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Title: Exometabolite niche partitioning among sympatric soil bacteria

Soils are arguably the most microbially diverse ecosystems. Physicochemical properties have been associated with the maintenance of this diversity. Yet, the role of microbial substrate specialization is largely unexplored since substrate utilization studies have focused on simple substrates, not the complex mixtures representative of the soil environment. Here we examine the exometabolite composition of desert biological soil crusts (biocrusts) and the substrate preferences of seven biocrust isolates. The biocrust's main primary producer releases a diverse array of metabolites, and isolates of physically associated taxa use unique subsets of the complex metabolite pool. Individual isolates use only 13-26% of available metabolites, with only 2 out of 470 used by all and 40% not used by any. An extension of this approach to a mesophilic soil environment also reveals high levels of microbial substrate specialization. In conclusion, these results suggest that exometabolite niche partitioning may be an important factor in the maintenance of microbial diversity.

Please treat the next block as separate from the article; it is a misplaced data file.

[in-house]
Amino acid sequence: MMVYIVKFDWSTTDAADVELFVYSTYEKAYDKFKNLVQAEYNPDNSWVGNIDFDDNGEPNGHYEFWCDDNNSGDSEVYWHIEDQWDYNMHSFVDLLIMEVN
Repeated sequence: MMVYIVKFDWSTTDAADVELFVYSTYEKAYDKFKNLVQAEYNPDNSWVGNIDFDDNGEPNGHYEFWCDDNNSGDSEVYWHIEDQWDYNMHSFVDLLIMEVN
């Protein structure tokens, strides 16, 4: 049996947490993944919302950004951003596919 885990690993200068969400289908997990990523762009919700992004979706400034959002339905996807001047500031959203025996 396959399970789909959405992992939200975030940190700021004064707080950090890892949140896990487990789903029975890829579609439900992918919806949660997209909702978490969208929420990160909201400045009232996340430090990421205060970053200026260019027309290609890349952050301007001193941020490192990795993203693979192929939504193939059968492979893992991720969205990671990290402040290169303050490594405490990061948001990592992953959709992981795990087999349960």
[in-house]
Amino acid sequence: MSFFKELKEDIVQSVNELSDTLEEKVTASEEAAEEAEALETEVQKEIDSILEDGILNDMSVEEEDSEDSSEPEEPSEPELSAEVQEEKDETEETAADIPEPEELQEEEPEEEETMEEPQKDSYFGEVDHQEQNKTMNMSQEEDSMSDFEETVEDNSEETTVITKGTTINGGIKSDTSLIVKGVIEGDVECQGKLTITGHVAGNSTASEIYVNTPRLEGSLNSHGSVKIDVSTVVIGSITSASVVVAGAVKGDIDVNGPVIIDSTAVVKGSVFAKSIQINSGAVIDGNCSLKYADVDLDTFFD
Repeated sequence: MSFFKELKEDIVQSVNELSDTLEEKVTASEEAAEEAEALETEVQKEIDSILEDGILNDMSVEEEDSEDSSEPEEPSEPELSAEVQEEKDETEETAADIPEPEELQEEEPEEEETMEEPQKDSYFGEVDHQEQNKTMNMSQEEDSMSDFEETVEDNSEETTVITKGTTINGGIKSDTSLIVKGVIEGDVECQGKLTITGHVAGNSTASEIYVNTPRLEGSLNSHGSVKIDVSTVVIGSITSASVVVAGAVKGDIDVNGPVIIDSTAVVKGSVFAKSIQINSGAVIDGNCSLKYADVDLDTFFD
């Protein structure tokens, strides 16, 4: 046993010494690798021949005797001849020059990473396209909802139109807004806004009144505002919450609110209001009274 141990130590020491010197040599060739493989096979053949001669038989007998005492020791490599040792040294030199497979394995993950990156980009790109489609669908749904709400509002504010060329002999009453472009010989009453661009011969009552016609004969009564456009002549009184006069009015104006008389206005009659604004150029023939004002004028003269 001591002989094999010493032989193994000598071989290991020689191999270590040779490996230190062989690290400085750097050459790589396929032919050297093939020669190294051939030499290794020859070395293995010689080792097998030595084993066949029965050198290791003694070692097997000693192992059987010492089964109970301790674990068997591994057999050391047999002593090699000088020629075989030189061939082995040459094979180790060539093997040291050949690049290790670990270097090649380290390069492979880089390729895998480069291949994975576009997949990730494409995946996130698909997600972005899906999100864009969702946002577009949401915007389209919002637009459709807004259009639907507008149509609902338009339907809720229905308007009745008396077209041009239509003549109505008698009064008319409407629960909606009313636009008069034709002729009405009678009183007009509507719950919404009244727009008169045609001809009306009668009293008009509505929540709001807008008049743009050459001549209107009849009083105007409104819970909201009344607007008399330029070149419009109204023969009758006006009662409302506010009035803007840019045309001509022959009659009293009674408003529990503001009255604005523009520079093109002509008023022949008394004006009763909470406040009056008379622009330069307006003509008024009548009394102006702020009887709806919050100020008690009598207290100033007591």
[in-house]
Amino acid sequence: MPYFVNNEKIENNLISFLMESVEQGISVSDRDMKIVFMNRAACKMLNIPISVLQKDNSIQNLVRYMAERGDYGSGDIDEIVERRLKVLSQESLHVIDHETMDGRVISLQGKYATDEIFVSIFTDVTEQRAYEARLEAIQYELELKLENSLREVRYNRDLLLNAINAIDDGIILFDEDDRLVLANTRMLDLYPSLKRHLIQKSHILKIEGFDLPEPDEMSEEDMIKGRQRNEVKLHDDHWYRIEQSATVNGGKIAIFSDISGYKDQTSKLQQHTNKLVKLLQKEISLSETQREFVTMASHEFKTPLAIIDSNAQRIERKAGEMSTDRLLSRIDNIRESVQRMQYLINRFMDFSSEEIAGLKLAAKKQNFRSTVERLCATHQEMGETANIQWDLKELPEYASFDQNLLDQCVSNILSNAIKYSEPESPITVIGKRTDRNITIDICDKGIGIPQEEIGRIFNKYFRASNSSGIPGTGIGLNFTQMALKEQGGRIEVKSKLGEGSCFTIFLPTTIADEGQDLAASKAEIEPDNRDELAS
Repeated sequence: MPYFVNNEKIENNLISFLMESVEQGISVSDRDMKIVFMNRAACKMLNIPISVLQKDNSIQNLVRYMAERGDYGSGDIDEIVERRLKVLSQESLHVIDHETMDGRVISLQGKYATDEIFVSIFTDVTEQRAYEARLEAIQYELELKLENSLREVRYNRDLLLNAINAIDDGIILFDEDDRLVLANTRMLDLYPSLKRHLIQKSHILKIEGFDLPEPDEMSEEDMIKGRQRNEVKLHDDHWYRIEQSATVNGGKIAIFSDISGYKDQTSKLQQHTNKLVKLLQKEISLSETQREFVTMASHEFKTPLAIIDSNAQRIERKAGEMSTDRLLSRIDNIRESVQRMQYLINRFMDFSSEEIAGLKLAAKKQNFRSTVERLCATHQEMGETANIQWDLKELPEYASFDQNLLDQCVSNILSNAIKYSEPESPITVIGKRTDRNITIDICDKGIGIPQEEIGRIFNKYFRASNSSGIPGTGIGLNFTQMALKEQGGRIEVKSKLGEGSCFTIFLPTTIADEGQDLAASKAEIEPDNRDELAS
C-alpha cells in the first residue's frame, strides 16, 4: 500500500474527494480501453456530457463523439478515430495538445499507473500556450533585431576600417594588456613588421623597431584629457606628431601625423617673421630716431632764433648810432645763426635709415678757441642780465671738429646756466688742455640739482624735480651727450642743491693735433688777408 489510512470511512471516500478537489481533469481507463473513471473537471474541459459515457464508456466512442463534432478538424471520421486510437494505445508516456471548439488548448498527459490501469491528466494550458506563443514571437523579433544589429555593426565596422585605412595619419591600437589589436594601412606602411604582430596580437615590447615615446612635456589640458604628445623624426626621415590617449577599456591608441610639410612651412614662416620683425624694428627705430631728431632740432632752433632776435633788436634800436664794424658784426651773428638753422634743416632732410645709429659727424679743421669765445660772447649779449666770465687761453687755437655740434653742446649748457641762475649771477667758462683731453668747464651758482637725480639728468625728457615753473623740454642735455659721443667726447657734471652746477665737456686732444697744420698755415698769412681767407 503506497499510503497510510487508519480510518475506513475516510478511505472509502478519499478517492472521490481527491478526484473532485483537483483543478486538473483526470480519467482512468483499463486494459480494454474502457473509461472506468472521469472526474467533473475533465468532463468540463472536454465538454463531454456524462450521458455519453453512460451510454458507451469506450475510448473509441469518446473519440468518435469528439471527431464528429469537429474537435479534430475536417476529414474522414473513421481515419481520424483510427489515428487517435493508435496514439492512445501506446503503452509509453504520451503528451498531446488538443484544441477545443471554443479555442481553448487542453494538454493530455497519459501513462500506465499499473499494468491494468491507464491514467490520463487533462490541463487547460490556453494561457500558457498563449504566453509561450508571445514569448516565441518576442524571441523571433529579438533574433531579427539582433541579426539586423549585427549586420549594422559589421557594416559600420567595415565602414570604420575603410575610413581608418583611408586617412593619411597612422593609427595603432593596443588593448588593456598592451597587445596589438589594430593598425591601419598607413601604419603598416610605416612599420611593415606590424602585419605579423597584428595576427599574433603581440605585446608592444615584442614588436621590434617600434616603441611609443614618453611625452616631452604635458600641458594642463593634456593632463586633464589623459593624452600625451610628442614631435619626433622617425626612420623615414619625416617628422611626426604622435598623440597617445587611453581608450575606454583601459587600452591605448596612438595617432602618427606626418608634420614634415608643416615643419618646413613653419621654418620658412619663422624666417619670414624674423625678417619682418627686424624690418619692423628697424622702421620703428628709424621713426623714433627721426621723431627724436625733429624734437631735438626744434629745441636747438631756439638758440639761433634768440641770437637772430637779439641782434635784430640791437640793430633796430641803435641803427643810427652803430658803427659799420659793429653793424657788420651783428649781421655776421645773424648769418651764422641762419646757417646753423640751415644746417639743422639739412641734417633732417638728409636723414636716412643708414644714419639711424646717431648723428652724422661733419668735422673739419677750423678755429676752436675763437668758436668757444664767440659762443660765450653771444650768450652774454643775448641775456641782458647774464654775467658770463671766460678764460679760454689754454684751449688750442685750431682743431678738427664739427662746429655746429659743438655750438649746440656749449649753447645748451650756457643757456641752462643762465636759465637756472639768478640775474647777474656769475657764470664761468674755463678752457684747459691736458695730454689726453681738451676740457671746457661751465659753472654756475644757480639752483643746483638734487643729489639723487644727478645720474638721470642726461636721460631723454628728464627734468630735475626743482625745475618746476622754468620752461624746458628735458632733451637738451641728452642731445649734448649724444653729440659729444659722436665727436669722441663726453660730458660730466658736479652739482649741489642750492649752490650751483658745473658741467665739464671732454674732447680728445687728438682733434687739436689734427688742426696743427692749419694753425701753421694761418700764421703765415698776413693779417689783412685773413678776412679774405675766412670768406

Authors:
 [1] ;  [2] ;  [3] ;  [4] ;  [5] ;  [6] ;  [7] ;  [6] ;  [4] ;  [4] ;  [7]
  1. Lawrence Berkeley National Lab. (LBNL), Berkeley, CA (United States). Environmental Genomics and Systems Biology Division
  2. Lawrence Berkeley National Lab. (LBNL), Berkeley, CA (United States). Climate and Ecosystems Sciences Division; Univ. of California, Berkeley, CA (United States)
  3. Lawrence Berkeley National Lab. (LBNL), Berkeley, CA (United States). Environmental Genomics and Systems Biology Division; Arizona State Univ., Mesa, AZ (United States)
  4. Arizona State Univ., Mesa, AZ (United States)
  5. Lawrence Berkeley National Lab. (LBNL), Berkeley, CA (United States). Climate and Ecosystems Sciences Division; Vrije Univ., Amsterdam (Netherlands)
  6. Lawrence Berkeley National Lab. (LBNL), Berkeley, CA (United States). Climate and Ecosystems Sciences Division
  7. Lawrence Berkeley National Lab. (LBNL), Berkeley, CA (United States). Environmental Genomics and Systems Biology Division; DOE Joint Genome Institute, Walnut Creek, CA (United States)
Publication Date:
OSTI Identifier:
1256039
Grant/Contract Number:
AC02-05CH11231
Type:
Accepted Manuscript
Journal Name:
Nature Communications
Additional Journal Information:
Journal Volume: 6; Journal ID: ISSN 2041-1723
Publisher:
Nature Publishing Group
Research Org:
Lawrence Berkeley National Laboratory (LBNL), Berkeley, CA (United States)
Sponsoring Org:
USDOE Office of Science (SC), Biological and Environmental Research (BER) (SC-23)
Country of Publication:
United States
Language:
English
Subject:
59 BASIC BIOLOGICAL SCIENCES